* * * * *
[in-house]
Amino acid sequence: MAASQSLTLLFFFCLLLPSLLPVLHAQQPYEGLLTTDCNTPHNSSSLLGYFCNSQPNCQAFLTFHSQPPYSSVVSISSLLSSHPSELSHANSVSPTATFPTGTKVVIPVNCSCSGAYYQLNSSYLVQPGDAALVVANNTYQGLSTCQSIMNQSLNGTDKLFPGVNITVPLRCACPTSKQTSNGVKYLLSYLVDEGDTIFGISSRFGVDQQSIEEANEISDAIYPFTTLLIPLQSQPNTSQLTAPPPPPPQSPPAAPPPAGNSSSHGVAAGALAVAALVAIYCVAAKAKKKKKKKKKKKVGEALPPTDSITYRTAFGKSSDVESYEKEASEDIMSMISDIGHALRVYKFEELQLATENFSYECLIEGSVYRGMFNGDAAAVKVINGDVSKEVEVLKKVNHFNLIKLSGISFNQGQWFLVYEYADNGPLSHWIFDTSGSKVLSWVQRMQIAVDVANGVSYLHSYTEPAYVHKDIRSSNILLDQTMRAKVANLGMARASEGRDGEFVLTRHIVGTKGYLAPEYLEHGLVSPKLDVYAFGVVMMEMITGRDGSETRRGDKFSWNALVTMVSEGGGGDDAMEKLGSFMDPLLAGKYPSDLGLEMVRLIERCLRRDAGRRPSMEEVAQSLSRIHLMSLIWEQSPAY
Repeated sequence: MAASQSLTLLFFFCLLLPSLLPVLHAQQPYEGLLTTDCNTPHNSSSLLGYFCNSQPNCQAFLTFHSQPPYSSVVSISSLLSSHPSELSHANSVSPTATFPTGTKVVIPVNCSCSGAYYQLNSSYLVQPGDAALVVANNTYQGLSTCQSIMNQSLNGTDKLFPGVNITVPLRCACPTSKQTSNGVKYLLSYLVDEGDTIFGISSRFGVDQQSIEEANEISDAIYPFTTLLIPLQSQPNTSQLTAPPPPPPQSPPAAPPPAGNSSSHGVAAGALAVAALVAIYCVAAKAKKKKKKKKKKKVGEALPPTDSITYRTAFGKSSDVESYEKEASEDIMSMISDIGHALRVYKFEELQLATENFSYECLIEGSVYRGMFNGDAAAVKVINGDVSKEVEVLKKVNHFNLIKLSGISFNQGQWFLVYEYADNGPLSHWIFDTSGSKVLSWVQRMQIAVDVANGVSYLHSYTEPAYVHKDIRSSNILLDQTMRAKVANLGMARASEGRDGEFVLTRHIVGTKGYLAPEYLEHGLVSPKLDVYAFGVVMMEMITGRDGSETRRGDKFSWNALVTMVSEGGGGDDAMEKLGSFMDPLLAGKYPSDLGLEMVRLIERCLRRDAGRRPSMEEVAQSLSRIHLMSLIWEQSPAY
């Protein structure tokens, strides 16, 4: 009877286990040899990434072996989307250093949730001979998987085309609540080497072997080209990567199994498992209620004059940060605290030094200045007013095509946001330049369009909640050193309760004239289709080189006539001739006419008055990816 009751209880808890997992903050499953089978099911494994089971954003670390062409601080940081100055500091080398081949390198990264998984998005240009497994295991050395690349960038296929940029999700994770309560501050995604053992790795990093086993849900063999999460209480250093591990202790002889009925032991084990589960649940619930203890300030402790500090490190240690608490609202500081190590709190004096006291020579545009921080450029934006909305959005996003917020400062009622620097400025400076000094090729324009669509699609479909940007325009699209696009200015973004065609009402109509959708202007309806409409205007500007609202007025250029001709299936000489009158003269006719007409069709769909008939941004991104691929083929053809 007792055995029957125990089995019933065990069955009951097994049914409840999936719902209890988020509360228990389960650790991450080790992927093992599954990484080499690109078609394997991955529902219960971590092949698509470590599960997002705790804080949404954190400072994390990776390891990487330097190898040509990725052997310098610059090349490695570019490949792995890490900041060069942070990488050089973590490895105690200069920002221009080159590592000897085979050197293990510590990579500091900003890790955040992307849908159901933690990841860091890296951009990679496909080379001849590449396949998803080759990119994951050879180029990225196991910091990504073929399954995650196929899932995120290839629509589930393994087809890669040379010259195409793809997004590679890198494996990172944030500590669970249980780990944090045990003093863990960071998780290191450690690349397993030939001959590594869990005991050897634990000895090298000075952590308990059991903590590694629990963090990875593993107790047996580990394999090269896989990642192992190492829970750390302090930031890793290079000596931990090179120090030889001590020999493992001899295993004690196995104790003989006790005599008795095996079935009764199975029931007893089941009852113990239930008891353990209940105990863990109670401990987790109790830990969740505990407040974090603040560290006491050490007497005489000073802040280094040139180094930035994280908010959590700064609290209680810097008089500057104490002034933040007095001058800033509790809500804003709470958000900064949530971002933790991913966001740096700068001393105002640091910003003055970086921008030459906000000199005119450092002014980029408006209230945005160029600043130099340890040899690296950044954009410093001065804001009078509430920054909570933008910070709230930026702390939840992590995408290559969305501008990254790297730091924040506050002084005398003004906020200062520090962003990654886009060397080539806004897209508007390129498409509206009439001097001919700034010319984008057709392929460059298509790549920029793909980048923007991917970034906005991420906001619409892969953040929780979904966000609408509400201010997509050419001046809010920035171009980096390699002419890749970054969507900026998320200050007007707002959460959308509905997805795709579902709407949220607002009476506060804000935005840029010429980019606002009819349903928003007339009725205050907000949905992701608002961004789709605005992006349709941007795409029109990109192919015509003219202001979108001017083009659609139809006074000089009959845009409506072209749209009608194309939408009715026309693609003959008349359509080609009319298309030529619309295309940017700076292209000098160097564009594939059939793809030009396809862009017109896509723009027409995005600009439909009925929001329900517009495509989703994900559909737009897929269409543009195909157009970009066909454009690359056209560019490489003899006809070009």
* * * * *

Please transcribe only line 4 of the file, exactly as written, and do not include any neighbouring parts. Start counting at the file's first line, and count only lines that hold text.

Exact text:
């Protein structure tokens, strides 16, 4: 009877286990040899990434072996989307250093949730001979998987085309609540080497072997080209990567199994498992209620004059940060605290030094200045007013095509946001330049369009909640050193309760004239289709080189006539001739006419008055990816 009751209880808890997992903050499953089978099911494994089971954003670390062409601080940081100055500091080398081949390198990264998984998005240009497994295991050395690349960038296929940029999700994770309560501050995604053992790795990093086993849900063999999460209480250093591990202790002889009925032991084990589960649940619930203890300030402790500090490190240690608490609202500081190590709190004096006291020579545009921080450029934006909305959005996003917020400062009622620097400025400076000094090729324009669509699609479909940007325009699209696009200015973004065609009402109509959708202007309806409409205007500007609202007025250029001709299936000489009158003269006719007409069709769909008939941004991104691929083929053809 007792055995029957125990089995019933065990069955009951097994049914409840999936719902209890988020509360228990389960650790991450080790992927093992599954990484080499690109078609394997991955529902219960971590092949698509470590599960997002705790804080949404954190400072994390990776390891990487330097190898040509990725052997310098610059090349490695570019490949792995890490900041060069942070990488050089973590490895105690200069920002221009080159590592000897085979050197293990510590990579500091900003890790955040992307849908159901933690990841860091890296951009990679496909080379001849590449396949998803080759990119994951050879180029990225196991910091990504073929399954995650196929899932995120290839629509589930393994087809890669040379010259195409793809997004590679890198494996990172944030500590669970249980780990944090045990003093863990960071998780290191450690690349397993030939001959590594869990005991050897634990000895090298000075952590308990059991903590590694629990963090990875593993107790047996580990394999090269896989990642192992190492829970750390302090930031890793290079000596931990090179120090030889001590020999493992001899295993004690196995104790003989006790005599008795095996079935009764199975029931007893089941009852113990239930008891353990209940105990863990109670401990987790109790830990969740505990407040974090603040560290006491050490007497005489000073802040280094040139180094930035994280908010959590700064609290209680810097008089500057104490002034933040007095001058800033509790809500804003709470958000900064949530971002933790991913966001740096700068001393105002640091910003003055970086921008030459906000000199005119450092002014980029408006209230945005160029600043130099340890040899690296950044954009410093001065804001009078509430920054909570933008910070709230930026702390939840992590995408290559969305501008990254790297730091924040506050002084005398003004906020200062520090962003990654886009060397080539806004897209508007390129498409509206009439001097001919700034010319984008057709392929460059298509790549920029793909980048923007991917970034906005991420906001619409892969953040929780979904966000609408509400201010997509050419001046809010920035171009980096390699002419890749970054969507900026998320200050007007707002959460959308509905997805795709579902709407949220607002009476506060804000935005840029010429980019606002009819349903928003007339009725205050907000949905992701608002961004789709605005992006349709941007795409029109990109192919015509003219202001979108001017083009659609139809006074000089009959845009409506072209749209009608194309939408009715026309693609003959008349359509080609009319298309030529619309295309940017700076292209000098160097564009594939059939793809030009396809862009017109896509723009027409995005600009439909009925929001329900517009495509989703994900559909737009897929269409543009195909157009970009066909454009690359056209560019490489003899006809070009």